Bloomberg Law App fails to include law blogs?
Bloomberg Law, Bloomberg BNA’s flagship legal and business intelligence, news, and research platform, announced Friday the release of its law app which will provide seamless access to personalized legal content.
From Joe Breda, Executive Vice President, Product, at Bloomberg BNA:
From meetings with clients to arguments in court, our clients need to access their Bloomberg Law content no matter where they are. This new app brings not only an added mobility to their service, but was designed to specifically deliver actionable, personalized content, seamlessly from the app to desktop and back again.
What’s in the app, free for subscribers?
- View news and analysis targeted to their interests
- Follow news, litigation, and market performance of clients, prospects, and other companies on their Watchlists
- Read BNA Law Reports and get email notifications
- Receive the latest Bloomberg Law alerts for legal and news searches
- Access legal documents and news articles within their reading Queue – online or offline – and maximize workflow efficiency with documents seamlessly synched between desktop and mobile app
- Easily track dockets, opinions or bills in their interest areas
- Share legal documents and news with other Bloomberg Law subscribers
What’s missing from the app?
Blogs (as best I can tell). Law blogs published by practicing lawyers offering keen insight and commentary not available elsewhere.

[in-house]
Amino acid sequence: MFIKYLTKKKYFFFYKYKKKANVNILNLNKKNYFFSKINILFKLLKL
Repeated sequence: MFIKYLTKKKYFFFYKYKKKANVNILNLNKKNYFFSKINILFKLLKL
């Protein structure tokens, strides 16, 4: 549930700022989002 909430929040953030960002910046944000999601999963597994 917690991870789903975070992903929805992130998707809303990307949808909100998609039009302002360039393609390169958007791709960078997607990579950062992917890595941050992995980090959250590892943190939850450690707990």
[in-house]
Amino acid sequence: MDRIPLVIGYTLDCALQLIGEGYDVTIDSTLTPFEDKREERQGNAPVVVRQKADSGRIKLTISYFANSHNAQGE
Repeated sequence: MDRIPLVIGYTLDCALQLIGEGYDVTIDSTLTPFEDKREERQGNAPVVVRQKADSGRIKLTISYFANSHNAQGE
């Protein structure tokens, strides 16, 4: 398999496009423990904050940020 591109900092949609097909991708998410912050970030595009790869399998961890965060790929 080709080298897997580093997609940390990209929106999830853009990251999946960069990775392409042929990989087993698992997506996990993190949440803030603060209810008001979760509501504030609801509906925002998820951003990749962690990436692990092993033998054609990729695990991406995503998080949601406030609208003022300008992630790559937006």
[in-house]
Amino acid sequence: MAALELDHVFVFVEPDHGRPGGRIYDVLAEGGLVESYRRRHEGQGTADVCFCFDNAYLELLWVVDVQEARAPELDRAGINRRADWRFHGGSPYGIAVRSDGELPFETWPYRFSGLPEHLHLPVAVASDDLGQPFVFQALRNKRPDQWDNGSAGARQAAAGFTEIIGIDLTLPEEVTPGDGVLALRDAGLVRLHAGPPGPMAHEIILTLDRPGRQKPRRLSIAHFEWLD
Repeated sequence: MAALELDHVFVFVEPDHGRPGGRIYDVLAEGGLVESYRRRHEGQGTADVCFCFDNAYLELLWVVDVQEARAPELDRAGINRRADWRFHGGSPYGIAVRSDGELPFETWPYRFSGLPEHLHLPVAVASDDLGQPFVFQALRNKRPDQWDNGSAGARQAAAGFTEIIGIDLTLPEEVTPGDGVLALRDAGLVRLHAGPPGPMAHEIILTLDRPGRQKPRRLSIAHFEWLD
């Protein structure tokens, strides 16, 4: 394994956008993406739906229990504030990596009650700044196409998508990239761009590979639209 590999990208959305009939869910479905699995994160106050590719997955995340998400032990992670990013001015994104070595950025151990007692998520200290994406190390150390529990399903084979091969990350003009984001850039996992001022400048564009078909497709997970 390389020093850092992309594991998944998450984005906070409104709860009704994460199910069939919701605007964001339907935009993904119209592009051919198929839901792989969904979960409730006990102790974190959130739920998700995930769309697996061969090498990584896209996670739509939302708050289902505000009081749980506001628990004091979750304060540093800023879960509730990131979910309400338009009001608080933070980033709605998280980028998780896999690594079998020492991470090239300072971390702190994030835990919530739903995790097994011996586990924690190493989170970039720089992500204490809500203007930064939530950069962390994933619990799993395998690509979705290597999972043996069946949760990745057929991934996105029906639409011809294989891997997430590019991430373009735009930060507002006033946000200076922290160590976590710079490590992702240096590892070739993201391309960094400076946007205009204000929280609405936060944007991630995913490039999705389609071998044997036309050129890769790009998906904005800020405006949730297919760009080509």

Blogs are covering niche areas of the law not covered by traditional legal publishers such as BNA. Without including blogs there are significant gaps in legal coverage with this app.
Blogs also offer learning and collaboration for lawyers in a fashion not offered before. From Attorney Daniel Schwartz (@danielschwartz) publisher of the Connecticut Employment Law Blog, in the Connecticut Law Tribune on the value of following law blogs.
It helps me. think if you look at blogs as a way to collaborate with other attorneys, they have become a modern day equivalent of a specialized bar association.
We’re far beyond the day where lawyers look at blogs as having minimal value. Good lawyers are also moving beyond a law blogs as merely a marketing tool used to garner website traffic. Lawyers, themselves, are publishing good legal information on blogs to the tune of hundreds (or thousands) of posts a day.
Law blogs offer unsurpassed insight and commentary. I am not sure how you can exclude law blogs in what’s described as complete and seamless access to personalized legal information.
It’ll be interesting to see how traditional publishers such as Bloomberg BNA address the issue and inclusion of law blogs in their offerings.